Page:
Wednesday, November 25, 2015

Turkey Shoots

DOW + 19 = 17,812
SPX + 2 = 2089
NAS + 0.33 = 5102
10 YR YLD – .01 = 2.24%
OIL + .89 = 42.64
GOLD + 6.70 = 1076.40
SILV + .05 = 14.30

The US economy expanded at a faster pace in the third quarter than previously reported. Gross domestic product rose at a 2.1% annualized rate, up from an initial estimate of 1.5%. Nearly all of the improvement was because of revised data on inventories, which showed businesses restocking shelves at a faster pace than the government first estimated.

Still, company stockpiles remained elevated compared with sales, indicating that new orders and production will cool further to clear shelves and warehouses heading into 2016. Inventories grew at a $90 billion annualized rate from July through September, almost twice as much as previously estimated, but down from the second quarter.

The improvement in inventory levels was offset by a slight downward revision in consumer spending last quarter. Cheap gasoline is giving households a little extra money, and consumers are spending, just not quite as fast; consumer spending was revised down to 3% from 3.2% in the initial estimate for the third quarter. Consumption during the current fourth quarter, including the holiday shopping season, is expected to increase at an annualized rate of about 3%.

For all of 2015, the rate of economic growth is expected to be about 2.5%, not much different from the 2.4% rate in 2014. Not great but good enough. The GDP report was the one of the last big economic reports before the Fed FOMC meeting December 16th; the other big report will be the November jobs report, which will be published on Friday, December 4th. In reality, not much has changed since June or even October, when the Fed did not raise rates.

Corporate profits after tax, without inventory valuation and capital consumption adjustments, fell at a 3.2% pace from the second quarter, the biggest drop since the fourth quarter of 2014. On a year-over-year basis, corporate profit growth was 1.4%, compared with 8.5% year over year growth in the second quarter. That measure of corporate profits tracks most closely with what companies report in earnings statements. Profit data aren’t inflation adjusted.

The Conference Board reports that its index for consumer confidence fell to 90.4 from 99.1 in October. Despite a strong advance in hiring last month, consumers expressed more caution about the job market and future economic conditions in the most recent survey. The fall is in the expectations, not the current conditions, component. The decline in job expectations is dramatic and raises the question whether global effects, which have been negative for the US, are beginning to weigh on the American consumer, which would not be a positive for the holiday spending outlook.

Existing home prices rose in September. The S&P/Case-Shiller 20-city composite index gained 0.2%. Prices rose 5.5% for the year, up from a 5.1% yearly gain in August. The index is still about 12% lower than its 2006 peak. Phoenix home prices were up 0.2% in September, and up 5.3% over the past 12 months.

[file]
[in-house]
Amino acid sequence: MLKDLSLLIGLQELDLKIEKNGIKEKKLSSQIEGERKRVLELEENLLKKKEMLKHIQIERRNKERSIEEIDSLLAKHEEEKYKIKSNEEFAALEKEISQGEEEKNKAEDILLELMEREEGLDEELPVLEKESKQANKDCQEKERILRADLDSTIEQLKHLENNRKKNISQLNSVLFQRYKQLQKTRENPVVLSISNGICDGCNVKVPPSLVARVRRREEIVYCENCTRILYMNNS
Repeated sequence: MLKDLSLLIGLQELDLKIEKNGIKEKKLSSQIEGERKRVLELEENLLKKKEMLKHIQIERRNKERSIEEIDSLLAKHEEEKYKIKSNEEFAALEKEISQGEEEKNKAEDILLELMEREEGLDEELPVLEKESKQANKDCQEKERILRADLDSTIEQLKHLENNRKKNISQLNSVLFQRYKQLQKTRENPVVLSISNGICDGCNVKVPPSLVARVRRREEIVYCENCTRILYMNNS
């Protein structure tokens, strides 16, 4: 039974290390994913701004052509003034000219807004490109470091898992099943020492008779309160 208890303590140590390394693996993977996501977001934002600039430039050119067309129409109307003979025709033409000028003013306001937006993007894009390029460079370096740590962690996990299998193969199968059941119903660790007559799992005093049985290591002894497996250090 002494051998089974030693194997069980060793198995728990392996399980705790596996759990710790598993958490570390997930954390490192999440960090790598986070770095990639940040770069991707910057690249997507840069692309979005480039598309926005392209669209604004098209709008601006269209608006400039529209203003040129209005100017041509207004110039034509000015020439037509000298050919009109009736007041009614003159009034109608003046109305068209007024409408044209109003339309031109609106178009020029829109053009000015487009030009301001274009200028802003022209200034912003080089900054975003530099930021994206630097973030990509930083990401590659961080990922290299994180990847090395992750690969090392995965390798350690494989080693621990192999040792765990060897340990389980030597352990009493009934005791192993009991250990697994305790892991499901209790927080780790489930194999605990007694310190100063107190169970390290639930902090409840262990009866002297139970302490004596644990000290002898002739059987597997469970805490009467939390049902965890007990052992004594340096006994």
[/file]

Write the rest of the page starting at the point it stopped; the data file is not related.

At the peak, prices in Phoenix were 127% above the January 2000 level. Then prices in Phoenix fell slightly below the January 2000 level, and are now up 54% above January 2000 (54% nominal gain in almost 16 years).

These are nominal prices, and real prices (adjusted for inflation) are up about 40% since January 2000 – so the increase in Phoenix from January 2000 until now is about 14% above the change in overall prices due to inflation.

Turkey has shot down a Russian military jet near the Syrian border. Turkish officials said the jet was downed after it knowingly violated Turkish airspace. The two Russian pilots ejected before the plane crashed but they were shot in their parachutes as they floated to earth. And then Turkish tribesmen reportedly destroyed a Russian helicopter with a TOW antitank missile as it tried to rescue the airmen. The Russian Ministry of Defense confirmed that one fighter pilot had been killed by ground fire and that a marine deployed on the search-and-rescue helicopter died but that the rest of the crew had managed to escape.

Russia’s retaliation so far has been largely symbolic. Russia’s foreign minister canceled a Wednesday visit to Turkey, and a large Russian tour operator announced it was suspending sales to Turkey. The two countries are also significant trade partners, or at least they were. A reminder that Turkey is a member of NATO. Today, French president Francois Hollande was in Washington and conducted a joint press conference with President Obama. They vowed to intensify their nations’ military attacks on ISIS in Syria and Iraq. They also announced that next week’s climate change summit in Paris would be a “powerful rebuke” to terrorists.

In the immediate aftermath markets reacted nervously, with the lira selling off, Russian stocks sliding and global government bonds climbing as investors move to safe havens. Meanwhile, a car bomb exploded outside a hotel housing judges supervising parliamentary elections in Egypt’s North Sinai, killing at least three people and injuring 14. The region is the main area of operations for the Egyptian affiliate of ISIS.